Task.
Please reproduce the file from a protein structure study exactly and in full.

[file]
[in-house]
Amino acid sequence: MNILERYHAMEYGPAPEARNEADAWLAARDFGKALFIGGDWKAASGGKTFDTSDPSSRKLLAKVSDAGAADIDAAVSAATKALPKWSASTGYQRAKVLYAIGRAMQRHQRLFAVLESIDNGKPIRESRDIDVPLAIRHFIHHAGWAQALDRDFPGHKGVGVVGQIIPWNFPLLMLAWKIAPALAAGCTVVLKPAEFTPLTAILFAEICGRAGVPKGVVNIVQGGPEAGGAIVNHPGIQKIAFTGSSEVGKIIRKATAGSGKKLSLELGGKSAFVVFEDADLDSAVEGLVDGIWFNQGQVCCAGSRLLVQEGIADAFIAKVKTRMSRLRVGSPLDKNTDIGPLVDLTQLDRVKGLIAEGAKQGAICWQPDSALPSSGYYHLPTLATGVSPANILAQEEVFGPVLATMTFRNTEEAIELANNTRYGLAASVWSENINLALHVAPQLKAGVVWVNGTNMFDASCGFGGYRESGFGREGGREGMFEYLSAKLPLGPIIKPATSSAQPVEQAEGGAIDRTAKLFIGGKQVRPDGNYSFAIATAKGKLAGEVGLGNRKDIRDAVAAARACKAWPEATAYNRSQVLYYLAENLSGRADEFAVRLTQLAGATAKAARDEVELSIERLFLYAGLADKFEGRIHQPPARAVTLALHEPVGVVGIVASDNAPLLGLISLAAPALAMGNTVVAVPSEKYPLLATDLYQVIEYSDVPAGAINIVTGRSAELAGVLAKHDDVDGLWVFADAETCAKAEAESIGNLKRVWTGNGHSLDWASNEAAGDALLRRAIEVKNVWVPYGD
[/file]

[in-house]
Amino acid sequence: MNILERYHAMEYGPAPEARNEADAWLAARDFGKALFIGGDWKAASGGKTFDTSDPSSRKLLAKVSDAGAADIDAAVSAATKALPKWSASTGYQRAKVLYAIGRAMQRHQRLFAVLESIDNGKPIRESRDIDVPLAIRHFIHHAGWAQALDRDFPGHKGVGVVGQIIPWNFPLLMLAWKIAPALAAGCTVVLKPAEFTPLTAILFAEICGRAGVPKGVVNIVQGGPEAGGAIVNHPGIQKIAFTGSSEVGKIIRKATAGSGKKLSLELGGKSAFVVFEDADLDSAVEGLVDGIWFNQGQVCCAGSRLLVQEGIADAFIAKVKTRMSRLRVGSPLDKNTDIGPLVDLTQLDRVKGLIAEGAKQGAICWQPDSALPSSGYYHLPTLATGVSPANILAQEEVFGPVLATMTFRNTEEAIELANNTRYGLAASVWSENINLALHVAPQLKAGVVWVNGTNMFDASCGFGGYRESGFGREGGREGMFEYLSAKLPLGPIIKPATSSAQPVEQAEGGAIDRTAKLFIGGKQVRPDGNYSFAIATAKGKLAGEVGLGNRKDIRDAVAAARACKAWPEATAYNRSQVLYYLAENLSGRADEFAVRLTQLAGATAKAARDEVELSIERLFLYAGLADKFEGRIHQPPARAVTLALHEPVGVVGIVASDNAPLLGLISLAAPALAMGNTVVAVPSEKYPLLATDLYQVIEYSDVPAGAINIVTGRSAELAGVLAKHDDVDGLWVFADAETCAKAEAESIGNLKRVWTGNGHSLDWASNEAAGDALLRRAIEVKNVWVPYGD